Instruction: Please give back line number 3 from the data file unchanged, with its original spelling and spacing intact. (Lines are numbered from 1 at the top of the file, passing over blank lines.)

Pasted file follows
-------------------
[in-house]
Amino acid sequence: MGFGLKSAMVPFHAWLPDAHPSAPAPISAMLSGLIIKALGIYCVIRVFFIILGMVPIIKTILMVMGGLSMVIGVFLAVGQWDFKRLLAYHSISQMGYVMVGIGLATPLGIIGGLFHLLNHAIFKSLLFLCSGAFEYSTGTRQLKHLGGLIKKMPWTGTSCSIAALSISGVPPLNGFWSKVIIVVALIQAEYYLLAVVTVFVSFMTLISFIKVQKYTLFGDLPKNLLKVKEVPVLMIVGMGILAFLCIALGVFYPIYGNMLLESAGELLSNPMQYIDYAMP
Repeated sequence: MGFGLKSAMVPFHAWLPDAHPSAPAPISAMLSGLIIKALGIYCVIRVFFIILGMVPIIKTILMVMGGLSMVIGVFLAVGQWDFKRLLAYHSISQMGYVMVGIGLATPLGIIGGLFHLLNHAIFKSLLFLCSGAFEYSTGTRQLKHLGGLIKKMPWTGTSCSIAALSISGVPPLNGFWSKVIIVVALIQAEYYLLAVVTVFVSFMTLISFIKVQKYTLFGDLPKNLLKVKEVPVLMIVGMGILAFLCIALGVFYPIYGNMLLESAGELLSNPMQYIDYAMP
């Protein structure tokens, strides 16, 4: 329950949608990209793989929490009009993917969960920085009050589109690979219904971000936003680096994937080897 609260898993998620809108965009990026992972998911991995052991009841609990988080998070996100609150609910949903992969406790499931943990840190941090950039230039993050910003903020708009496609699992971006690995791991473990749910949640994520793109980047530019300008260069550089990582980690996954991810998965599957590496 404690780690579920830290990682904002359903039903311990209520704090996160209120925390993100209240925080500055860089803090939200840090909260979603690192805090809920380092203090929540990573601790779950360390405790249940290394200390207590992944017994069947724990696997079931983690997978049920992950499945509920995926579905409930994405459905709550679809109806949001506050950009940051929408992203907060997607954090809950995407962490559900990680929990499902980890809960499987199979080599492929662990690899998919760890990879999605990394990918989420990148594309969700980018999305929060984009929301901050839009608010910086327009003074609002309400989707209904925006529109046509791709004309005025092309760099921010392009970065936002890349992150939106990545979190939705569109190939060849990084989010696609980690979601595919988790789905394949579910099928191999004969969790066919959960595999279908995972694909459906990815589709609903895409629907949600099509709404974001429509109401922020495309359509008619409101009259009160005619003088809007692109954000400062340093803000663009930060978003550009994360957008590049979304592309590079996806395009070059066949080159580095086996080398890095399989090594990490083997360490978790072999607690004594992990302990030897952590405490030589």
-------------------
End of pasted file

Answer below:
Repeated sequence: MGFGLKSAMVPFHAWLPDAHPSAPAPISAMLSGLIIKALGIYCVIRVFFIILGMVPIIKTILMVMGGLSMVIGVFLAVGQWDFKRLLAYHSISQMGYVMVGIGLATPLGIIGGLFHLLNHAIFKSLLFLCSGAFEYSTGTRQLKHLGGLIKKMPWTGTSCSIAALSISGVPPLNGFWSKVIIVVALIQAEYYLLAVVTVFVSFMTLISFIKVQKYTLFGDLPKNLLKVKEVPVLMIVGMGILAFLCIALGVFYPIYGNMLLESAGELLSNPMQYIDYAMP